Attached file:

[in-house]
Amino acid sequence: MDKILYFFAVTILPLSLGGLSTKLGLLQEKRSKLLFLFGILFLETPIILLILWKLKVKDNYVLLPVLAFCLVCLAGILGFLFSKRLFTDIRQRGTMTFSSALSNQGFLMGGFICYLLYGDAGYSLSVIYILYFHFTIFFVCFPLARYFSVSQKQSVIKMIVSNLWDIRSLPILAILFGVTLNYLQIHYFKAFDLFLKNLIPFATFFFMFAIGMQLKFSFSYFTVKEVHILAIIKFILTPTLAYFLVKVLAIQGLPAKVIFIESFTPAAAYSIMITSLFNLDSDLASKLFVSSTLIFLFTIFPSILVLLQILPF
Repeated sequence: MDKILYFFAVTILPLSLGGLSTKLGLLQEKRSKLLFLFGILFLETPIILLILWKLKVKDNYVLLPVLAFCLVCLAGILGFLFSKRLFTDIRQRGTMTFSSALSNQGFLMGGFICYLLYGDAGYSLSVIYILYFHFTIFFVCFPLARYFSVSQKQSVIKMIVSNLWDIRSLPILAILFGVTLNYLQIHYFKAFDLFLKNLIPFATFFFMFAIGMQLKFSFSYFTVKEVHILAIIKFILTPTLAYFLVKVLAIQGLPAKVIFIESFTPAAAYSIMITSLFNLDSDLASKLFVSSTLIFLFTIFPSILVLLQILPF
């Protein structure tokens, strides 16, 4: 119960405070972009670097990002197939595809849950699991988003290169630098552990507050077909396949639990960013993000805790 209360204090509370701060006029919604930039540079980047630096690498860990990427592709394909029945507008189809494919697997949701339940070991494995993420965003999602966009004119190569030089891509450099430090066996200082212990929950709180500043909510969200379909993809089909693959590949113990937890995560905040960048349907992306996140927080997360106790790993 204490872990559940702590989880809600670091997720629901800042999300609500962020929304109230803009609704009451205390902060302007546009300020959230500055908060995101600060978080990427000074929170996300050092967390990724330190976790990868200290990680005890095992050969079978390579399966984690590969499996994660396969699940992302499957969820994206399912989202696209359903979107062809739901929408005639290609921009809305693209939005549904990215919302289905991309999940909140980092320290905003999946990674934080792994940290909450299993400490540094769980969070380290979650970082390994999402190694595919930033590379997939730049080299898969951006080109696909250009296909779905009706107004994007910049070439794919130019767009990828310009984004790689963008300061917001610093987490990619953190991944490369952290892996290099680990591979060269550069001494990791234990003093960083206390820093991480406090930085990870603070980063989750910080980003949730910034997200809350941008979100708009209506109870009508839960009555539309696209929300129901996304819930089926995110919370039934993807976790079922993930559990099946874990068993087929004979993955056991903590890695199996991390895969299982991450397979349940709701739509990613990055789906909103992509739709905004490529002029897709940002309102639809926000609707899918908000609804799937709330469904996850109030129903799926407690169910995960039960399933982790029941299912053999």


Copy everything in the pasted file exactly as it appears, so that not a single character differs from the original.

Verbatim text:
[in-house]
Amino acid sequence: MDKILYFFAVTILPLSLGGLSTKLGLLQEKRSKLLFLFGILFLETPIILLILWKLKVKDNYVLLPVLAFCLVCLAGILGFLFSKRLFTDIRQRGTMTFSSALSNQGFLMGGFICYLLYGDAGYSLSVIYILYFHFTIFFVCFPLARYFSVSQKQSVIKMIVSNLWDIRSLPILAILFGVTLNYLQIHYFKAFDLFLKNLIPFATFFFMFAIGMQLKFSFSYFTVKEVHILAIIKFILTPTLAYFLVKVLAIQGLPAKVIFIESFTPAAAYSIMITSLFNLDSDLASKLFVSSTLIFLFTIFPSILVLLQILPF
Repeated sequence: MDKILYFFAVTILPLSLGGLSTKLGLLQEKRSKLLFLFGILFLETPIILLILWKLKVKDNYVLLPVLAFCLVCLAGILGFLFSKRLFTDIRQRGTMTFSSALSNQGFLMGGFICYLLYGDAGYSLSVIYILYFHFTIFFVCFPLARYFSVSQKQSVIKMIVSNLWDIRSLPILAILFGVTLNYLQIHYFKAFDLFLKNLIPFATFFFMFAIGMQLKFSFSYFTVKEVHILAIIKFILTPTLAYFLVKVLAIQGLPAKVIFIESFTPAAAYSIMITSLFNLDSDLASKLFVSSTLIFLFTIFPSILVLLQILPF
């Protein structure tokens, strides 16, 4: 119960405070972009670097990002197939595809849950699991988003290169630098552990507050077909396949639990960013993000805790 209360204090509370701060006029919604930039540079980047630096690498860990990427592709394909029945507008189809494919697997949701339940070991494995993420965003999602966009004119190569030089891509450099430090066996200082212990929950709180500043909510969200379909993809089909693959590949113990937890995560905040960048349907992306996140927080997360106790790993 204490872990559940702590989880809600670091997720629901800042999300609500962020929304109230803009609704009451205390902060302007546009300020959230500055908060995101600060978080990427000074929170996300050092967390990724330190976790990868200290990680005890095992050969079978390579399966984690590969499996994660396969699940992302499957969820994206399912989202696209359903979107062809739901929408005639290609921009809305693209939005549904990215919302289905991309999940909140980092320290905003999946990674934080792994940290909450299993400490540094769980969070380290979650970082390994999402190694595919930033590379997939730049080299898969951006080109696909250009296909779905009706107004994007910049070439794919130019767009990828310009984004790689963008300061917001610093987490990619953190991944490369952290892996290099680990591979060269550069001494990791234990003093960083206390820093991480406090930085990870603070980063989750910080980003949730910034997200809350941008979100708009209506109870009508839960009555539309696209929300129901996304819930089926995110919370039934993807976790079922993930559990099946874990068993087929004979993955056991903590890695199996991390895969299982991450397979349940709701739509990613990055789906909103992509739709905004490529002029897709940002309102639809926000609707899918908000609804799937709330469904996850109030129903799926407690169910995960039960399933982790029941299912053999």